The Economist is running an online debate on "How should governments tax capital." Scott Sumner, an economics professor at Bentley University, has a piece that says the proper tax rate on capital income is zero, and that, in addition, there should be no corporate income tax. Along the way, however, he suggests a few other taxes: "Even with every possible safeguard, there might be some wealthy people who are clever enough to avoid taxation. If this were a serious problem, we could have a wealth tax on luxury consumption (mansions, yachts, private jets and other luxury goods)....If the current distribution of wealth is deemed unjust, then there should be a one-time wealth tax at the point of transition to the new tax regime, to be paid over a period of several years."
Talk about a can of worms. How about that wealth tax on luxury consumption? How do you define a "mansion"? Is a seven-bedroom house for a family of two a mansion? What about the same house for a family of 12? Is a $1 million one-bedroom apartment in New York a "mansion"? What about a $1 million eight-bedroom house in a suburb of Cleveland, Ohio? What if a family has a beach house, a ski house, a weekend house, and a city house, none of which, individually, are large or expensive enough to qualify as a mansion. If the wealth tax is to apply to private jets, how about to First Class commercial airline seats? Is the $295 tasting menu at Per Se luxury consumption? What about for the couple who earns less than $100,000 a year, lives in Middle America, and is there to celebrate their 50th wedding anniversary? Is paying the full $60,000 a year tuition, room, and board for your offspring at an Ivy League college luxury consumption?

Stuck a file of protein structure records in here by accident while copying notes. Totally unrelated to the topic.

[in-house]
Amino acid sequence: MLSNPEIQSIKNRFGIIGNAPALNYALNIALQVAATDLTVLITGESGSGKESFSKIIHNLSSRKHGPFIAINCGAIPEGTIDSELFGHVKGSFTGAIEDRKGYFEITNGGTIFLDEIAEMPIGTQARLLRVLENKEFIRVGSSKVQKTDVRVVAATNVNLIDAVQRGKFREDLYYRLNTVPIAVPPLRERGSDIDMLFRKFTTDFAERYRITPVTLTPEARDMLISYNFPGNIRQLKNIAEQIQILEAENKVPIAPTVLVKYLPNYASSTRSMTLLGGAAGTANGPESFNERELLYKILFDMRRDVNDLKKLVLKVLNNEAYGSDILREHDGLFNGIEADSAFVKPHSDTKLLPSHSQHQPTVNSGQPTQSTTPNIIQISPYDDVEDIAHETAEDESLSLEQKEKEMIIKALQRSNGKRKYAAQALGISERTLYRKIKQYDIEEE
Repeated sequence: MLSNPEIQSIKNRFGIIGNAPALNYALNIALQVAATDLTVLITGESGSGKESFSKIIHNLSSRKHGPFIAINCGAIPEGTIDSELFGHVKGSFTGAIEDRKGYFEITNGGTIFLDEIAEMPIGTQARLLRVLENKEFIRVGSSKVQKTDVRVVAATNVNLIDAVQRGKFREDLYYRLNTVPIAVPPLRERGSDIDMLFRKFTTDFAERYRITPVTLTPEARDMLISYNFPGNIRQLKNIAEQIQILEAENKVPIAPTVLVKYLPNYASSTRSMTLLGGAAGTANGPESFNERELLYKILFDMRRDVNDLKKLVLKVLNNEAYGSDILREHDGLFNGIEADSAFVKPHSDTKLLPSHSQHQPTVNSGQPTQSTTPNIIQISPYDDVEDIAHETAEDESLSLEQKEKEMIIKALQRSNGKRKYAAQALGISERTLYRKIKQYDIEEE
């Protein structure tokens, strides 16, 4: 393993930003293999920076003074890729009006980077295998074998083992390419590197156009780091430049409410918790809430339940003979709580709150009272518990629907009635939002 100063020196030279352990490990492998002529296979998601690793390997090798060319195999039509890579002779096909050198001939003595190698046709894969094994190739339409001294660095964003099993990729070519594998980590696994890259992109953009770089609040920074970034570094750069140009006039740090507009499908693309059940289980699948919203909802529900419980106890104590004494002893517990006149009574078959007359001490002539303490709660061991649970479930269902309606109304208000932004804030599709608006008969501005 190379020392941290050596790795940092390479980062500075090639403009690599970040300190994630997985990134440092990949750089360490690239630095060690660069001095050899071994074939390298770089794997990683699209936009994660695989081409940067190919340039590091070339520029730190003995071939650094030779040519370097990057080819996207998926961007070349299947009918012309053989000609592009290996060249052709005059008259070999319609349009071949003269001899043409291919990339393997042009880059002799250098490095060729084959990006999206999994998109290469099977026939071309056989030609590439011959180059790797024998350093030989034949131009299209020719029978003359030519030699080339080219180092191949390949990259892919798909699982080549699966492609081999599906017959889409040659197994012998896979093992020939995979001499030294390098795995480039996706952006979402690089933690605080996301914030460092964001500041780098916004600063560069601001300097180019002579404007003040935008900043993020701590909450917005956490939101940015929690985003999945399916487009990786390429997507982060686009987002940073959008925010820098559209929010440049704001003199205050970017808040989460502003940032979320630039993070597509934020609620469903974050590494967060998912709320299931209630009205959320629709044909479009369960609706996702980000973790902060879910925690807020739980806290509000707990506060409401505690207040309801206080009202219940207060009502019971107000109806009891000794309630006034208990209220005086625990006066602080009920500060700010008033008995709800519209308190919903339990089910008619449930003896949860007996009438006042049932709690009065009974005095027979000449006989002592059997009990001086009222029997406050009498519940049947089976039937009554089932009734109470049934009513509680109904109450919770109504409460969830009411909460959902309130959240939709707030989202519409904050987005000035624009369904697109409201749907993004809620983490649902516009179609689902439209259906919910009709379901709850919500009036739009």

As for a "one-time" wealth tax, who would believe that it would actually be "one time"?